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Near Manhattan in Riley County, Kansas — The American Midwest (Upper Plains)
 

Konza Prairie

Konza Prairie Research Natural Area

 
 
Konza Prairie Marker image. Click for full size.
By William Fischer, Jr., May 17, 2012
1. Konza Prairie Marker
Inscription.

Konza Prairie Research Natural Area is an 8,600 acre tallgrass prairie preserve owned by The Nature Conservancy and managed by the Division of Biology at Kansas State University. You are standing on the northeast corner of the site which stretches south for five miles to Interstate 70 and four miles west. The Konza Prairie is one of the largest land tracts in North America dedicated to research on the ecological processes that characterize and maintain the tallgrass prairie. Research at the site is supported by Kansas State University, The Nature Conservancy, the Kansas Agricultural Experimental Science Foundation, and numerous other agencies.

Major research programs involve the primary forces that shape the prairie - fire, grazing by large mammals, and climate. Over 50 watersheds on Konza Prairie are systematically burned. Burning occurs at variable frequencies (every 1, 2, 4, 10, or 20 years) and during different seasons. Burning is used to analyze how the natural phenomenon of fire affects and sustains the tallgrass prairie. In addition, native bison and domestic livestock graze selected watersheds to determine how the interaction of grazers and fire influence the biological diversity and productivity of the prairie ecosystem. Researchers from across the United States and the world come to Kansas State University to study

Konza Prairie Interpretive Center Sign image. Click for full size.
By William Fischer, Jr., May 17, 2012
2. Konza Prairie Interpretive Center Sign
soils; hydrology; and plant, insect, bird, and mammal populations in the Konza's unique living laboratory.

Access to Konza Prairie is limited due to the ongoing scientific research and the presence of bison. However, a public nature trail is open daily from dawn to dusk, accessible from the preserve entrance 6 miles south of Manhattan on McDowell Creek Road.
 
Erected 1997 by The Nature Conservancy and the Kansas State University Division of Biology.
 
Location. 39° 7.95′ N, 96° 32.347′ W. Marker is near Manhattan, Kansas, in Riley County. Marker is on Pillsbury Drive (State Highway 177) 5 miles north of Interstate 70, on the left when traveling north. Touch for map. Marker is at the Konza Prairie-Kansas River Valley Interpretive Center. Marker is at or near this postal address: 3700 Pillsbury Drive, Manhattan KS 66502, United States of America.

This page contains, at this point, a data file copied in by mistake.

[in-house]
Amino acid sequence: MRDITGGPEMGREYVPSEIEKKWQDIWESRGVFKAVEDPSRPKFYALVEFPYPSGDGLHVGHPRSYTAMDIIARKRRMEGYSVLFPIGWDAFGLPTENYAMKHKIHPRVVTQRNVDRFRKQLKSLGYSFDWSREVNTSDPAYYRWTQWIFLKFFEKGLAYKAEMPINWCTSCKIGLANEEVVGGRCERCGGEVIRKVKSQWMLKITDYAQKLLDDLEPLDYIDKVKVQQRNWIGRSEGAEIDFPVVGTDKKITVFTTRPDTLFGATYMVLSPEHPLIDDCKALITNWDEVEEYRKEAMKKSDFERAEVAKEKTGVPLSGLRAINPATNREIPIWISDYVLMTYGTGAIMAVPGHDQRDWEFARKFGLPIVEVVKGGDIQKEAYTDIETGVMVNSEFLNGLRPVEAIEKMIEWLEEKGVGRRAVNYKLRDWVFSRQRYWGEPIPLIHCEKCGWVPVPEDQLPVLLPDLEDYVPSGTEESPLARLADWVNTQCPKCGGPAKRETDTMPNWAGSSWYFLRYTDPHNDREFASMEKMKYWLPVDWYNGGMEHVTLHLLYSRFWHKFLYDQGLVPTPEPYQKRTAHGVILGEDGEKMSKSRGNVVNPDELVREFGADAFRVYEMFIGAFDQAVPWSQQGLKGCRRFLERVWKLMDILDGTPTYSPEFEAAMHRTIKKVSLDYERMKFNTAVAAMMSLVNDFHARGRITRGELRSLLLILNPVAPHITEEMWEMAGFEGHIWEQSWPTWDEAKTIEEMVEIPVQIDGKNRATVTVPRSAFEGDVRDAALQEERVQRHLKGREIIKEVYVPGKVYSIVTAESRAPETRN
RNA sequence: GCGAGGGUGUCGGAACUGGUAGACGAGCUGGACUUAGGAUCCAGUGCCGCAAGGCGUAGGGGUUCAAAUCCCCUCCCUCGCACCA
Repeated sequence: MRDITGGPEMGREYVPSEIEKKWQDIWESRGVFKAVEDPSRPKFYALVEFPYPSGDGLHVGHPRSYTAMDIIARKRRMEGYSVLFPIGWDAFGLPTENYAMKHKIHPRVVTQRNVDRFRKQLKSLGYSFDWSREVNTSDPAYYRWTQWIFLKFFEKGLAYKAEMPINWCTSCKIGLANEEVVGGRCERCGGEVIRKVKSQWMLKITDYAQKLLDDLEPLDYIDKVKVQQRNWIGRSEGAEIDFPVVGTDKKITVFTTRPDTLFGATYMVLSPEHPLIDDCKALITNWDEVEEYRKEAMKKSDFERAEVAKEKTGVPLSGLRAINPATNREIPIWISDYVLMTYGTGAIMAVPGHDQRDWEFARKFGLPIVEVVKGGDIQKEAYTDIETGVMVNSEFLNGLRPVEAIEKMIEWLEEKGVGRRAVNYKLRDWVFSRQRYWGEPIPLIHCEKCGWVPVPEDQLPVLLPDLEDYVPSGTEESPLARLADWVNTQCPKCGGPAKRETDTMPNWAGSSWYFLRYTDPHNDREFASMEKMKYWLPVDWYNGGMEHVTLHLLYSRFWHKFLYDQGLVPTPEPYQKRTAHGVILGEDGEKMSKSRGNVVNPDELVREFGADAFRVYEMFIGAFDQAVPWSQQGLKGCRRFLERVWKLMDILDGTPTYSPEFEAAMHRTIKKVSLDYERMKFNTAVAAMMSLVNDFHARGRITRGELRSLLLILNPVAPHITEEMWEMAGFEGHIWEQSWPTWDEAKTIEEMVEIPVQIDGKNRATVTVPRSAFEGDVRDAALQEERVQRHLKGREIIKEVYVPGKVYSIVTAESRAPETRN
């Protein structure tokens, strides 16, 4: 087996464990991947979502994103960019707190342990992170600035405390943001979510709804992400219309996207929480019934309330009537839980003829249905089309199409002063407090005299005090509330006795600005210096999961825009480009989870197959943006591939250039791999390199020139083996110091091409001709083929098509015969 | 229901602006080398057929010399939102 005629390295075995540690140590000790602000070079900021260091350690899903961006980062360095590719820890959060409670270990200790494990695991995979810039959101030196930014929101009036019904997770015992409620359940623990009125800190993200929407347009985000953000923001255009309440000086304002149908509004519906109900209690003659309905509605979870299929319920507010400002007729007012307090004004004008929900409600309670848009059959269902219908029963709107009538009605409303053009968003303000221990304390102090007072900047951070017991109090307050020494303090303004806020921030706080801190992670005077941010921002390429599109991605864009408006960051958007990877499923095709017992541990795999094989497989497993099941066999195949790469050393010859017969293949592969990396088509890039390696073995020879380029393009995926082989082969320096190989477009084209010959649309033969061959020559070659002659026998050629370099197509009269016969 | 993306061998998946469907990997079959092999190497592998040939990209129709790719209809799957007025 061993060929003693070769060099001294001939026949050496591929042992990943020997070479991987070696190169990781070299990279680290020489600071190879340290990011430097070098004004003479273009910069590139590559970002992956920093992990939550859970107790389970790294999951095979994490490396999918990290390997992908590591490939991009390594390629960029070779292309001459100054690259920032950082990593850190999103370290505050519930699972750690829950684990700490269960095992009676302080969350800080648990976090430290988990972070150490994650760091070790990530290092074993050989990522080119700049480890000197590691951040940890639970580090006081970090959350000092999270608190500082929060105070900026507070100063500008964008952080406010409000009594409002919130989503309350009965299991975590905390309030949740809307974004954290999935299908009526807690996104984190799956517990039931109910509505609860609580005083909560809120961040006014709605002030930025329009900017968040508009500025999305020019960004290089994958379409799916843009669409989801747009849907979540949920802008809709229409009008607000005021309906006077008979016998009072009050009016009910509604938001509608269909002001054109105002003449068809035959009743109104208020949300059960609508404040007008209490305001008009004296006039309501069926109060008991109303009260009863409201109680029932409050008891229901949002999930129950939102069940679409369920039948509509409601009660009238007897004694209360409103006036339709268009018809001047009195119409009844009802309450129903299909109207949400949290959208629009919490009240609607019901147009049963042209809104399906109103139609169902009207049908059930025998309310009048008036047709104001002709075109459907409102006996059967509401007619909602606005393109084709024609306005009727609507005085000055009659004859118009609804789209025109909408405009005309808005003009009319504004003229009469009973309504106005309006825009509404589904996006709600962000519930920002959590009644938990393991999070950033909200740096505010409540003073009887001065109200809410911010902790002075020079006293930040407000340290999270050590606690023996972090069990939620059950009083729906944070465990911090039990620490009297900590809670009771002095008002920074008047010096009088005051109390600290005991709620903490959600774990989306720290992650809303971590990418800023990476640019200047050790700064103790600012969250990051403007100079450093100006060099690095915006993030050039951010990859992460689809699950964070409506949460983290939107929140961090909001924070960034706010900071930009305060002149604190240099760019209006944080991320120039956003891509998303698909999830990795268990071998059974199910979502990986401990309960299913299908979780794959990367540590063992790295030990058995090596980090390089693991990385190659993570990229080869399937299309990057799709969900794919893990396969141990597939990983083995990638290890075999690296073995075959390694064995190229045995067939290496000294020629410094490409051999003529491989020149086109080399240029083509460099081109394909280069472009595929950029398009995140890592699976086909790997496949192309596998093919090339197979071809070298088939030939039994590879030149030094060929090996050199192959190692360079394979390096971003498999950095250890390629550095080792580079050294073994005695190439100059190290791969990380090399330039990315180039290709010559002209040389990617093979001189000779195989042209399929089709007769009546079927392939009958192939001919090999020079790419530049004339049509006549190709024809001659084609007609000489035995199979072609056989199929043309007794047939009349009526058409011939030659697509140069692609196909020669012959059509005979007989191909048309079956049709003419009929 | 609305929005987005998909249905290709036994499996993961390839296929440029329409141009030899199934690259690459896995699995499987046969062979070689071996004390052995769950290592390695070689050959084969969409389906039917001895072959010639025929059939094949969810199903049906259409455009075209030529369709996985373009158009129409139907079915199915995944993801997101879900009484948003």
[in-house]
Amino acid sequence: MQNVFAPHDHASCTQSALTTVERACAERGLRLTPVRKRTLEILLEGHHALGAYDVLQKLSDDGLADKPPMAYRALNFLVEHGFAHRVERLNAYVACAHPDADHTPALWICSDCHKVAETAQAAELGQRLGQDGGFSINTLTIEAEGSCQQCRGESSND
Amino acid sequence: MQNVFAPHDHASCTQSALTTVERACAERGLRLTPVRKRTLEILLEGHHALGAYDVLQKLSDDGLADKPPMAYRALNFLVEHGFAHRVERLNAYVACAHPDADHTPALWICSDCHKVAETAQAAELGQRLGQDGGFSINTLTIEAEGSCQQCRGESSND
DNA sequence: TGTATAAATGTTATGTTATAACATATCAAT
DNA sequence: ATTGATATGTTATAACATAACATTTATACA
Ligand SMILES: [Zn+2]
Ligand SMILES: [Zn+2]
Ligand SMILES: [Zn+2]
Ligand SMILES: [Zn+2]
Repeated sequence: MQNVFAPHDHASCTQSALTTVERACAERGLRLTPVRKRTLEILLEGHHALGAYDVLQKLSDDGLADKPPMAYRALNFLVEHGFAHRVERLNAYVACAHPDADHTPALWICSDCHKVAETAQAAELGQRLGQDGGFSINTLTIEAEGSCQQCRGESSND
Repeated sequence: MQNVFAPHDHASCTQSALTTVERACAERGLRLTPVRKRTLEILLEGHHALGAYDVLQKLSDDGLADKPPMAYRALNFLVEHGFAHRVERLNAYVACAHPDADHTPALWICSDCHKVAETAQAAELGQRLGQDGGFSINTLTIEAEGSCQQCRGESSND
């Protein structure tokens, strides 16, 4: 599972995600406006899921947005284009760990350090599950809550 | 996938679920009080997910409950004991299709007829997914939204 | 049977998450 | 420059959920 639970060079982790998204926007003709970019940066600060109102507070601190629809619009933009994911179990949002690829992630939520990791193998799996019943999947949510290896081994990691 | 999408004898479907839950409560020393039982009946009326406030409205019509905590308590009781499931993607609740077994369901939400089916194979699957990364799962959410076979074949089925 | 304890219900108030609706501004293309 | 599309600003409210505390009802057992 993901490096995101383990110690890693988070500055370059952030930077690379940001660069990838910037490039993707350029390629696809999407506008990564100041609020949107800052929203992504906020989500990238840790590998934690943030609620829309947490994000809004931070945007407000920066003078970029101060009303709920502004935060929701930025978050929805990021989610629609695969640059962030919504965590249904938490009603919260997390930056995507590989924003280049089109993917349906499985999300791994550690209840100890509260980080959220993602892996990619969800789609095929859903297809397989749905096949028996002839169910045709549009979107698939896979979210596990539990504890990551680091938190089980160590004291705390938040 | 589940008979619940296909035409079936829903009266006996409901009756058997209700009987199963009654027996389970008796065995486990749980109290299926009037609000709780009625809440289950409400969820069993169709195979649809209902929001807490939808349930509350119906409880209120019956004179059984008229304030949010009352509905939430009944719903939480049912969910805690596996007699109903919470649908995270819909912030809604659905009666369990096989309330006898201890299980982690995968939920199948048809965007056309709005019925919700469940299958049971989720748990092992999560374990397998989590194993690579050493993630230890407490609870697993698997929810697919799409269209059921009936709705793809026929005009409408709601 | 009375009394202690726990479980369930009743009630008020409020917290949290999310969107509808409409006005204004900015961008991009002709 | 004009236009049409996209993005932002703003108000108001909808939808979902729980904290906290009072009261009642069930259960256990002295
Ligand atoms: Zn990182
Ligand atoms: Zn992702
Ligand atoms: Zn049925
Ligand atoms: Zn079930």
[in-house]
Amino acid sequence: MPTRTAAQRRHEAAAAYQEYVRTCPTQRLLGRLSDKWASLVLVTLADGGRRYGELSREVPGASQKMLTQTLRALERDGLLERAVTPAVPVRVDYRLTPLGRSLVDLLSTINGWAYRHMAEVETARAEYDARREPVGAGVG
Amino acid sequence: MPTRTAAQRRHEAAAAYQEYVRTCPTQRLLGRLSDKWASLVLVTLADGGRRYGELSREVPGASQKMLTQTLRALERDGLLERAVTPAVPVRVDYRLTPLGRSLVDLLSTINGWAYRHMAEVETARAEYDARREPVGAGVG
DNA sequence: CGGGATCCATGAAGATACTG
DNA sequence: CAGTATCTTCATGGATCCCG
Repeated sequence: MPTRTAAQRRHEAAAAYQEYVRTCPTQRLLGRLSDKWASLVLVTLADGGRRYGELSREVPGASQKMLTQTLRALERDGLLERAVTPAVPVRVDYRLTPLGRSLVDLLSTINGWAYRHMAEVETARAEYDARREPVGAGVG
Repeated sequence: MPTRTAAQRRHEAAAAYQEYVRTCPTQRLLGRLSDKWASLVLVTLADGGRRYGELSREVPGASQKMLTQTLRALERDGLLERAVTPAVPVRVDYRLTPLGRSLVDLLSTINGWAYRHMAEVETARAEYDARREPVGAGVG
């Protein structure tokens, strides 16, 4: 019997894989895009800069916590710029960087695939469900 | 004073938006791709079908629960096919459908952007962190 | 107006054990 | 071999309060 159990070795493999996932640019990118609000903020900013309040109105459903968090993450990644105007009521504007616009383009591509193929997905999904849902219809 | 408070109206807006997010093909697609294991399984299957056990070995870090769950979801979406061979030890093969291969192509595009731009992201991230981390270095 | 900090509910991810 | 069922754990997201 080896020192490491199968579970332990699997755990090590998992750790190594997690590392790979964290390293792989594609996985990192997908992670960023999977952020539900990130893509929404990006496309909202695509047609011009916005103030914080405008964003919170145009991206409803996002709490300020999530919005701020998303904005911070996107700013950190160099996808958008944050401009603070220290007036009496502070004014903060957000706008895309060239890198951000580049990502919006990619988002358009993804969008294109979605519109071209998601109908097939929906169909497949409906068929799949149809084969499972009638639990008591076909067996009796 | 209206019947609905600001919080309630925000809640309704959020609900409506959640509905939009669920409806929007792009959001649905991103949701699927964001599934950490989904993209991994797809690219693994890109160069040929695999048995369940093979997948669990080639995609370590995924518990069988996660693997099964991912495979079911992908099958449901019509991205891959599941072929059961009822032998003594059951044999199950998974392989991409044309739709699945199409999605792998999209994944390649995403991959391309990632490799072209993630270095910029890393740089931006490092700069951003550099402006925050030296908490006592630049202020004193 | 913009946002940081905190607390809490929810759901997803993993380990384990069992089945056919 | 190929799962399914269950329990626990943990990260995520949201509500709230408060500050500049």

Other nearby markers. At least 8 other markers are within 4 miles of this marker, measured as the crow flies. Geology at Konza (here, next to this marker); The Tallgrass Prairie (about 300 feet away, measured in a direct line); Manhattan's Union Pacific Depot - Revived (approx. 3.2 miles away); Yuma Street (approx. 3.2 miles away); Change & Growth

Konza Prairie TNC Sign image. Click for full size.
By William Fischer, Jr., May 17, 2012
3. Konza Prairie TNC Sign
(approx. 3.2 miles away); Colorado Street (approx. 3.3 miles away); The American Veteran (approx. 3.5 miles away); Riley County Courthouse (approx. 3.5 miles away). Touch for a list and map of all markers in Manhattan.
 
Also see . . .
1. K-177 Overlook Park. (Submitted on February 13, 2015, by William Fischer, Jr. of Scranton, Pennsylvania.)
2. Konza Prairie. (Submitted on February 13, 2015, by William Fischer, Jr. of Scranton, Pennsylvania.)
3. Konza Prairie Biological Station, Kansas State University. (Submitted on February 13, 2015, by William Fischer, Jr. of Scranton, Pennsylvania.)
 
Categories. Environment
 
Konza Prairie-Kansas River Valley Interpretive Center image. Click for full size.
By William Fischer, Jr., May 17, 2012
4. Konza Prairie-Kansas River Valley Interpretive Center
View of Konza Prairie from Interpretive Center image. Click for full size.
By William Fischer, Jr., May 17, 2012
5. View of Konza Prairie from Interpretive Center
 
 
Credits. This page was last revised on June 16, 2016. This page originally submitted on February 13, 2015, by William Fischer, Jr. of Scranton, Pennsylvania. This page has been viewed 208 times since then and 23 times this year. Photos:   1, 2, 3, 4, 5. submitted on February 13, 2015, by William Fischer, Jr. of Scranton, Pennsylvania.
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